Move over Pokémon Go. Fly away Flappy Bird and Angry Birds. Kick Candy Crush to the curb.
You won’t need those old exercise-killing apps for entertainment anymore, now that Guilford County government is getting into the phone and mobile device app business, with a new app that county officials hope will get you outside.
The county’s first ever mobile app will be a Guilford County parks app that will provide, among other services, searchable information on county park trails, facilities, events and amenities as well as GPS-based smartphone tools for those who want to hike or ride through the county’s parks and preserves.
Guilford County expects to offer additional mobile applications for a range of county services after the parks app is released.
The app for park users will integrate GPS mapping information that Guilford County staff has been collecting for a new database of parks, trails and amenities, and it will be designed to allow park goers to do things such as, say, find all parks within a certain distance from them that have paddleboats, a horseshoe game and a dog park. It will also provide users with the exact distances of trails as well as the difficulty levels. Once on the trail, hikers, bikers or equestrians will be able to see where they are on it and, say, where the closest restroom is. The app will include a wealth of other information for those with park-related interests other than hiking.
Guilford County Chief Information Officer Hemant Desai and his information technology staff is working with Geographic Information Systems (GIS) and the Guilford County Facilities, Parks and Property Management Department staff to put together the app that will be for iPhone and Android users – and even, eventually, for the lowly and oft neglected Windows Phone users.
“The majority of smartphones are IOS or android,” Desai said, adding that once the app is completed for those two platforms it won’t be difficult to port it to mobile Windows devices. So it makes sense, he said, to create the Windows version even though the Windows mobile platform is only a small share of the smartphone market. Desai uses an iPhone 6 and a Microsoft Surface tablet for his work – and the coming park app will work on both of those devices.
The coming mobile app will be powered largely by a searchable database of park, trail and amenity information that includes hours of operations and recreational opportunities.
A new web-based park information database version of the service will also be available for those using desktop computers. That online database should be up and running on the county’s website within a few weeks, with the county’s mobile app to follow, though no release date is set yet for that app.
Guilford County Geographic Information Systems Manager Stephen Dew said that, years ago, Guilford County had a web-based service for desktop computers that provided county parks information – helping users find appropriate parks by clicking a series of checkboxes that described what they were looking for. However, Dew said, that database wasn’t kept up over the years and county staff eventually took the tool down.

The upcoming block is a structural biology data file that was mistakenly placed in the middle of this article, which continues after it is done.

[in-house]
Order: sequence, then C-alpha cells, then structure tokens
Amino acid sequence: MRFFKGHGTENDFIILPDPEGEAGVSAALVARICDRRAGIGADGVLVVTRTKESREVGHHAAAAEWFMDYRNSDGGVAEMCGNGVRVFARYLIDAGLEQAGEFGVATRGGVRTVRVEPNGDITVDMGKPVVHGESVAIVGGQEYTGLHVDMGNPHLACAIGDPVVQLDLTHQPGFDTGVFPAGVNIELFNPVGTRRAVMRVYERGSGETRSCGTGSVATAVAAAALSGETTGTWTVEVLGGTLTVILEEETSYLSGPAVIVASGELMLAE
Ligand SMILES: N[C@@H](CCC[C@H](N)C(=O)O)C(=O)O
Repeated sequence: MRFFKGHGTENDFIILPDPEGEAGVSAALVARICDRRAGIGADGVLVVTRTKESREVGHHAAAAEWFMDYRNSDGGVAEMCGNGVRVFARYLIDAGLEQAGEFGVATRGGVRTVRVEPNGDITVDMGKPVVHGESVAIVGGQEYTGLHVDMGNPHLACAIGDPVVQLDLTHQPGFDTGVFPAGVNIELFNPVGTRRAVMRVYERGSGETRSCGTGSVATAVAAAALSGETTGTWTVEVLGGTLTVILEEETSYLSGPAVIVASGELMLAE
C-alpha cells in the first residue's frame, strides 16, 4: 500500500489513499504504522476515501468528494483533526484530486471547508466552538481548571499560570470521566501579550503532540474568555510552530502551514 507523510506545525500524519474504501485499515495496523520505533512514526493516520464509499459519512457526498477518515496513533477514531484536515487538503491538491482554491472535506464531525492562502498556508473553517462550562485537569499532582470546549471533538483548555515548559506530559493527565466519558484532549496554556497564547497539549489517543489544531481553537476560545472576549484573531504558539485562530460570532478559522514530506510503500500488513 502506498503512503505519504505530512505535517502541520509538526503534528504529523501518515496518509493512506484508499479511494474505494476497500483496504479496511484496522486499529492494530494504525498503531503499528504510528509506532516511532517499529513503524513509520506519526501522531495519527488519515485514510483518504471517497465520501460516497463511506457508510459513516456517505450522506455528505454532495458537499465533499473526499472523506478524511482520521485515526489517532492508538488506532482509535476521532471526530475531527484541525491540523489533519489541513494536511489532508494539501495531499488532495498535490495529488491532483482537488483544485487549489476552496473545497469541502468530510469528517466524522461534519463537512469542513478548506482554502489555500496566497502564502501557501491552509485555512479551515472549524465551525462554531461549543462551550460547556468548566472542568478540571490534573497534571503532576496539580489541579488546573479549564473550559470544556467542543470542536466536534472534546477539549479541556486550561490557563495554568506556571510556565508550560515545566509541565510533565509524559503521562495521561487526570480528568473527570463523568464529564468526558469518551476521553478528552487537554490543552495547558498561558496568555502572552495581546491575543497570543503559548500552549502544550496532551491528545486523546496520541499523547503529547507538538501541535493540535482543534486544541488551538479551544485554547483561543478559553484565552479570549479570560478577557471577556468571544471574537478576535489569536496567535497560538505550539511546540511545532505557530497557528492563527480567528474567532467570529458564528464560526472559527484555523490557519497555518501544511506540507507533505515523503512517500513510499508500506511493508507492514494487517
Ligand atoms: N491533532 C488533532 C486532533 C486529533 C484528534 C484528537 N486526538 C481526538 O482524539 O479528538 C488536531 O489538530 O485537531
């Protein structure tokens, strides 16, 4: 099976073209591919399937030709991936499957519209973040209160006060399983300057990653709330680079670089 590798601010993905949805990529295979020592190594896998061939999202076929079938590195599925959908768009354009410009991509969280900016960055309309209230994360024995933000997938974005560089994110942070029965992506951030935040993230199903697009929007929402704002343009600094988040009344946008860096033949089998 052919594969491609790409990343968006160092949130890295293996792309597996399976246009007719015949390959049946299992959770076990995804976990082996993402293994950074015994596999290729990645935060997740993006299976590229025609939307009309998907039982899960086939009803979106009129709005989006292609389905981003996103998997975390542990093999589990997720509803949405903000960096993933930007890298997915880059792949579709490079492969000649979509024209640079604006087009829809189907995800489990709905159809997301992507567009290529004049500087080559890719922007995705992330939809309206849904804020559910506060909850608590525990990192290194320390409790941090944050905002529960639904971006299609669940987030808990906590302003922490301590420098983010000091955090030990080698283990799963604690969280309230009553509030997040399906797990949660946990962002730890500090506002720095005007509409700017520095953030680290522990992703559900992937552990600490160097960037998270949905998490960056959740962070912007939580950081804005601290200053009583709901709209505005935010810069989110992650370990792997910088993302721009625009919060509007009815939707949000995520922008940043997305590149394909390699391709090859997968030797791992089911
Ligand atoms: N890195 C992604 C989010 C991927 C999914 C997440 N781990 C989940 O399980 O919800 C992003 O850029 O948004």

He said that, in preparing for the launch of the new web service and the mobile app, one of the things that needed to happen first was that Guilford County staff had to bring all the parks information up to date. He said that, to provide the content used in the mobile app, county staff had to map, mark and categorize all of the amenities and attractions at the parks and preserves. Some of the information the county had on hand was out of date and the new mapping will include GPS information.
Dew said that this year much of the effort that has gone into the app has entailed walking the trails – or in some cases driving them – while taking along modern GPS mapping equipment that registers the exact coordinates of the route. Dew said that Guilford County Passive Parks Program Manager Matt Wallace has been handling much of those duties.
Those walking the trails will also be able to check the difficulty of the trail – for instance, those with steep slopes and rugged terrain will be noted by the app.
Hemant said Guilford County citizens have been asking for a variety of mobile apps that provide easy access to county services and information, and he added that his staff had been pushing for more Guilford County mobile apps of various sorts. He said that, over the next year or two, citizens can expect to see more mobile apps pertaining to services.
“We really haven’t even scratched the surface,” Desai said.
He said that county officials haven’t determined what the next app after the parks app will be, but he said citizens can expect several new mobile apps that provide easier access to county services.
Guilford County Facilities, Parks and Property Management Director Rob McNiece said he hopes the parks app will help citizens discover recreation opportunities offered by the county.
“Say you are looking for a dog park,” McNiece said. “A lot of folks don’t know that there is a dog park at Southwest [Park].”
He added, “It will also allow you to look at the trail system and see if that is a hard trail or is that an easy trail.”
Several of those working on the project said that, while the first park content for the app will be limited to Guilford County parks and preserves, they hope to eventually include information for Greensboro and High Point parks and other parks in the region.
“No one cares whether it’s city or county – they just want a park,” McNiece said.
McNiece said that creating the county’s first mobile app is taking some time.
“We’re not Apple,” McNiece said in the understatement of the year.